A power of attorney refers to your written approval for someone else to act on your behalf in business, legal or private affairs. Many people overlook the benefits of a power of attorney because they assume that the primary aspect of estate planning is to handle things after you pass away. However, this could be a major mistake as incapacity or disability can happen at any point during your life and not having someone to step in and manage your affairs can create further confusion and problems.
There are three primary types of power of attorney, including:
• Durable power of attorney, which allows another individual the authority to manage financial transactions on your behalf. This allows you to appoint someone else to manage all of your financial affairs if necessary.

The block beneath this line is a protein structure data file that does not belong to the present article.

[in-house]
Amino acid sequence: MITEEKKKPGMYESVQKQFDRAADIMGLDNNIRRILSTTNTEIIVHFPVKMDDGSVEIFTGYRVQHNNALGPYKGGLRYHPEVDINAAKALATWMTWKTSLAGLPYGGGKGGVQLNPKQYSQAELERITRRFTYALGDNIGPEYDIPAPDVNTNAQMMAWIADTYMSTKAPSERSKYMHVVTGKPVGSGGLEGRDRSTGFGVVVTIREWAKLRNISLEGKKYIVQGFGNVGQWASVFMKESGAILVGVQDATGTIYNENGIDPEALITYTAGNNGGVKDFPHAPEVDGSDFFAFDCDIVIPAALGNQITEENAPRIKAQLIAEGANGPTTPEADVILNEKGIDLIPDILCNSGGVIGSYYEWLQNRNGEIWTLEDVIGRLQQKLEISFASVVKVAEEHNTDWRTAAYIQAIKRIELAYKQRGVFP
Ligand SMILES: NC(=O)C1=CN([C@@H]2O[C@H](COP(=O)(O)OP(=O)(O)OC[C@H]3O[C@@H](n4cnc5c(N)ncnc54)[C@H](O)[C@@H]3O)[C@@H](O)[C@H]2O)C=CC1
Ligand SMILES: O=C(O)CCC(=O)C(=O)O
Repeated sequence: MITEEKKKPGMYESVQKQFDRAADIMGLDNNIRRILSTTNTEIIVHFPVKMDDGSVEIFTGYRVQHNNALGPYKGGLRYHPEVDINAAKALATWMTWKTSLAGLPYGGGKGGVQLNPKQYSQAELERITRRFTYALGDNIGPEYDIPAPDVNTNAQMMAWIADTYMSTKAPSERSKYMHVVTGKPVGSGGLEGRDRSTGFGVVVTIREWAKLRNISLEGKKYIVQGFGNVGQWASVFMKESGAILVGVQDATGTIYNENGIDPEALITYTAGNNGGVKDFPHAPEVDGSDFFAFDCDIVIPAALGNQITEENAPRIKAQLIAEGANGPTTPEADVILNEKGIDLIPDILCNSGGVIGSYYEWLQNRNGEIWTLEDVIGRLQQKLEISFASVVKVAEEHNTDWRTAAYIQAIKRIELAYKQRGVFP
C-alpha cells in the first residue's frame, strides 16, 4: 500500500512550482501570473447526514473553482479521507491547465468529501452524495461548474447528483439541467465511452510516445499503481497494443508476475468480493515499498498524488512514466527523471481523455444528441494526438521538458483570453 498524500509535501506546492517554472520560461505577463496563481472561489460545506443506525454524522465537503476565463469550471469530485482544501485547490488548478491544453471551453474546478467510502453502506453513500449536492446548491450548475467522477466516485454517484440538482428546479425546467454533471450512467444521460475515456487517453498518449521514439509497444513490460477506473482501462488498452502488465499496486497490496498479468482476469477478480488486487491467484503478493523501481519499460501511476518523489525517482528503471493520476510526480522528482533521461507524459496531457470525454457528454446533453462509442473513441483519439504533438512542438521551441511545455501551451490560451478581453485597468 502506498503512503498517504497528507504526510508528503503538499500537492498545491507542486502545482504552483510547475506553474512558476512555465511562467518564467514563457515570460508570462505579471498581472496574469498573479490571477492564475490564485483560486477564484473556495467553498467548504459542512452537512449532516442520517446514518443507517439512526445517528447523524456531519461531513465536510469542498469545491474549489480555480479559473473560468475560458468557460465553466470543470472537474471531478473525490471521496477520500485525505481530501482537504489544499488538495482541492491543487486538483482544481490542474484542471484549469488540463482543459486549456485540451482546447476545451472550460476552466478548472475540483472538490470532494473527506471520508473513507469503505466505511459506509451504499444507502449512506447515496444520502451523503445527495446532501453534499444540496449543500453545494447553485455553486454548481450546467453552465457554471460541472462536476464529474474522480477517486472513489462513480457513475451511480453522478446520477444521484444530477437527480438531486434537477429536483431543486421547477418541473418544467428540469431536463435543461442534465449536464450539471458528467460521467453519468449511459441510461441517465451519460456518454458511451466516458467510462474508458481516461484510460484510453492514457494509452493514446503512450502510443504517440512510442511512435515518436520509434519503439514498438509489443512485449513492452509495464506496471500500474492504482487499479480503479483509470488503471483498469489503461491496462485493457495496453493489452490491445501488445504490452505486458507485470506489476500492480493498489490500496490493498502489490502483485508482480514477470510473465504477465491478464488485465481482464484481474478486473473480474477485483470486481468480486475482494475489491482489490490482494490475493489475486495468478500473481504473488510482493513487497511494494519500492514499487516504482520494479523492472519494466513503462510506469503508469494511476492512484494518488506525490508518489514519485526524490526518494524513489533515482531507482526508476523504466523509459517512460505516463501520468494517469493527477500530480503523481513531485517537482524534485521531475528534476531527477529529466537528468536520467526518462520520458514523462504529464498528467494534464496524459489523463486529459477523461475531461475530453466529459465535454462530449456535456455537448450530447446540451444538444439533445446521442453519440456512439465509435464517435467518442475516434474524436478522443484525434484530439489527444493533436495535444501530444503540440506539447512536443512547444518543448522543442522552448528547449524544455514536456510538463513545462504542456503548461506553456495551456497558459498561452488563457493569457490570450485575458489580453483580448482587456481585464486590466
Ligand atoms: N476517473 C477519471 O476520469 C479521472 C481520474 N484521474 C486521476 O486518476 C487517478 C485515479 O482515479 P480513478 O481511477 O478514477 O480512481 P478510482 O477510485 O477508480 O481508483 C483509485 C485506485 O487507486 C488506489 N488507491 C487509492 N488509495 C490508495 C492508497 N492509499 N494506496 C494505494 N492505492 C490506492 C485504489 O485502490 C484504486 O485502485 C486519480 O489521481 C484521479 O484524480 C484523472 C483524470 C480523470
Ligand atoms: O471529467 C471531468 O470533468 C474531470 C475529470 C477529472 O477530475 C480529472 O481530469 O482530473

• A healthcare power of attorney that enables you to allow someone else to oversee your medical care and make healthcare decisions on your behalf if you are unable to do so.
• A springing power of attorney. Much like a durable power of attorney, this allows you to appoint someone else to handle your financial affairs and this can only happen when there has been a triggering event such as your incapacitation.
To learn more about various powers of attorney, reach out to the offices of an experienced New Jersey estate planning attorney today.